With communication cut between his forces and the Egyptian high command, and in the midst of the worst defeat in modern Egyptian history, he managed to avoid enemy fire and return to Egypt, with his troops and equipment with relatively few losses.

Pinnacle of his military career

In 1973, at the pinnacle of his military career, he differed with Sadat on the conduct of war operations; he was removed from military service by President Anwar Sadat and appointed an Ambassador to England and later Ambassador to Portugal.

Camp David Agreement

In 1978, General Saad El Shazly, sharply criticized the Camp David Agreement and publicly opposed it.

As a result, he was dismissed from his position and was forced into exile. There, he wrote this book, his account of the war. The consequences of this publication cost Saad El Shazly dearly. He was court marshalled in absentia and received a three years prison sentence. He was denied legal representation, stripped of his political rights, and had his property sequestered.

All without a single witness, save a captain serving in Military Intelligence.

Two charges were brought against Saad El Shazly. The first was publishing a book without prior approval. A charge, Saad El Shazly admits to.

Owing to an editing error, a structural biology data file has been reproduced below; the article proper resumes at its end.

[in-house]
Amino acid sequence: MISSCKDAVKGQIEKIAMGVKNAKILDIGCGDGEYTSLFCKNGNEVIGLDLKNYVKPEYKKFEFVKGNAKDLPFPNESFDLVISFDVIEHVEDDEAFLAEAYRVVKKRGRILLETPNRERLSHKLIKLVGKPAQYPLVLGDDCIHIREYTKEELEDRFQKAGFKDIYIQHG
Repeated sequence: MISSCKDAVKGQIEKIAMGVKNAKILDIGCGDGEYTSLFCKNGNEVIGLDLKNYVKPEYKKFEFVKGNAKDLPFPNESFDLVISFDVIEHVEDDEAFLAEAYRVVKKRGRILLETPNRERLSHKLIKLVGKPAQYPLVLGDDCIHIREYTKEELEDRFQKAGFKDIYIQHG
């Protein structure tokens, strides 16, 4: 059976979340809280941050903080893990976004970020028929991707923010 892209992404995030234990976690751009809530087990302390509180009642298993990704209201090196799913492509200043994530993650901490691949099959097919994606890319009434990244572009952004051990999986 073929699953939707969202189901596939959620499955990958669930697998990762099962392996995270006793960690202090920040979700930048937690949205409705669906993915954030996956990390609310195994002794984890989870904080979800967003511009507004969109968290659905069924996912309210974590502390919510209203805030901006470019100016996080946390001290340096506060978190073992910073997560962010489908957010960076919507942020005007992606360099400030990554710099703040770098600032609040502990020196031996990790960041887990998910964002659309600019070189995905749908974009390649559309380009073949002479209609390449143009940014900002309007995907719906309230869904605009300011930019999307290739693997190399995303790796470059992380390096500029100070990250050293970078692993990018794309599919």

The second was divulging military secrets in his book. A charge Saad El Shazly vehemently denies, claiming the so-called “secrets” were government secrets rather than military secrets. Saad El Shazly maintains the government was trying to hide the facts.

Return to Egypt

In 1992, Saad El Shazly returned to Egypt after 14 years in exile, in Algeria, for criticizing the policies of President Anwar Sadat.

He was arrested in the airport upon his return.

No trial ever took place, and Saad El Shazly was forced to serve his prison term, despite the rule of law, according to The Egyptian Constitution, that sentences received in absentia, must be retried.